The compatibility of traditional Japanese and Western Landscape I have discussed before the compatibility of Chinese and baroque landscape. The controlled variation in focus and colour is common to Eastern and Western forms – the most important parts of the composition in sharper focus and, if it is not monochrome, most intensely coloured. Traditional Japanese landscape is worthy of study too. If anything the variation is even more marked. So much so that I would suggest that any budding landscape artist study these as part of their training, even if eventually they wish to concentrate on the Western form. One of the hardest things to do when painting from nature is to decide which parts are blurred and which in focus so that the end result is a coherent, unified impression. I feel that study of these Eastern forms would help develop this faculty.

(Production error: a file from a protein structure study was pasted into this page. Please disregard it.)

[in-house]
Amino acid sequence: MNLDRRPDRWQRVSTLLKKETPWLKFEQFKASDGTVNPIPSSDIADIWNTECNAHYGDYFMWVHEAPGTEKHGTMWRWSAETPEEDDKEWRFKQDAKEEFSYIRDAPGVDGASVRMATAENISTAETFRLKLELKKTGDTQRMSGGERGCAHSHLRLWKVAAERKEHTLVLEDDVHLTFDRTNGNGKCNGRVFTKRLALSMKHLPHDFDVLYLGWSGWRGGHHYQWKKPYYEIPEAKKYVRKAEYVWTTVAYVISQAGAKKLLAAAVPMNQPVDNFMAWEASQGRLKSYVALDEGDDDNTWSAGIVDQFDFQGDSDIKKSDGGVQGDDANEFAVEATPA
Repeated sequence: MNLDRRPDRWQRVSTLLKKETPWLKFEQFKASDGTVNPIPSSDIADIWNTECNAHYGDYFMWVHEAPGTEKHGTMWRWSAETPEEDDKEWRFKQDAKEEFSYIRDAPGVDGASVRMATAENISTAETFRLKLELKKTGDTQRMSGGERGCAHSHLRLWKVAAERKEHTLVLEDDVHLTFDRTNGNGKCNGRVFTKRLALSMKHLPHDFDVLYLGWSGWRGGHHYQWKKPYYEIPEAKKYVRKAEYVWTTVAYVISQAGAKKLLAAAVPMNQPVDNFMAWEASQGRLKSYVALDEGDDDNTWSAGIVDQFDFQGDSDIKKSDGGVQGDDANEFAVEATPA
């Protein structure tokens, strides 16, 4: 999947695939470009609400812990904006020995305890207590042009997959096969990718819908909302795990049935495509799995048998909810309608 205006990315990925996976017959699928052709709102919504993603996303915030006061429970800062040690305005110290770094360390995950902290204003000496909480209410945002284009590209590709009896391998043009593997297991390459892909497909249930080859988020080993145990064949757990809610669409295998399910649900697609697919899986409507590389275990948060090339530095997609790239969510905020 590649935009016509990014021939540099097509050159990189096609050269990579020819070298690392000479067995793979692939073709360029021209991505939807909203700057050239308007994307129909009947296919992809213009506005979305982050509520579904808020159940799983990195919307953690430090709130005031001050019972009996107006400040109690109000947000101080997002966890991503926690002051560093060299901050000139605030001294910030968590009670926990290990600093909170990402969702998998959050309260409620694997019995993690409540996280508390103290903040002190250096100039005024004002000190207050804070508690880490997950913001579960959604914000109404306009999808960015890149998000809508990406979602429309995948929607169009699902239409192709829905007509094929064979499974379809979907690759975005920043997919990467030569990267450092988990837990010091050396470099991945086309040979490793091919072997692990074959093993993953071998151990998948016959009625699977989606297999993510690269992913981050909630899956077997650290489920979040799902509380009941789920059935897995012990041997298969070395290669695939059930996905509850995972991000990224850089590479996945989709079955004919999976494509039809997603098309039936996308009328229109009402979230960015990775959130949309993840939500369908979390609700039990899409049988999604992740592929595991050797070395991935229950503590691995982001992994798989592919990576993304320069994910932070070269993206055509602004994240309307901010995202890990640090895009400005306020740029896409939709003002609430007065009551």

This is not a new idea. The landscape painters of the 19th century, such as the Impressionists and others such as the great John Singer Sargent studied Japanese art (especially woodcut prints) and their compositional style was affected by it. If we look at the painting at the bottom by Alfred Sisley, (who came from and English family, but lived in France) example, the hanging boughs that frame the composition and the indication of branches and foliage in the very near foreground is a development in the 19th century that corresponds to the Eastern style of composition.
Other articles describing the principles of baroque landscape here.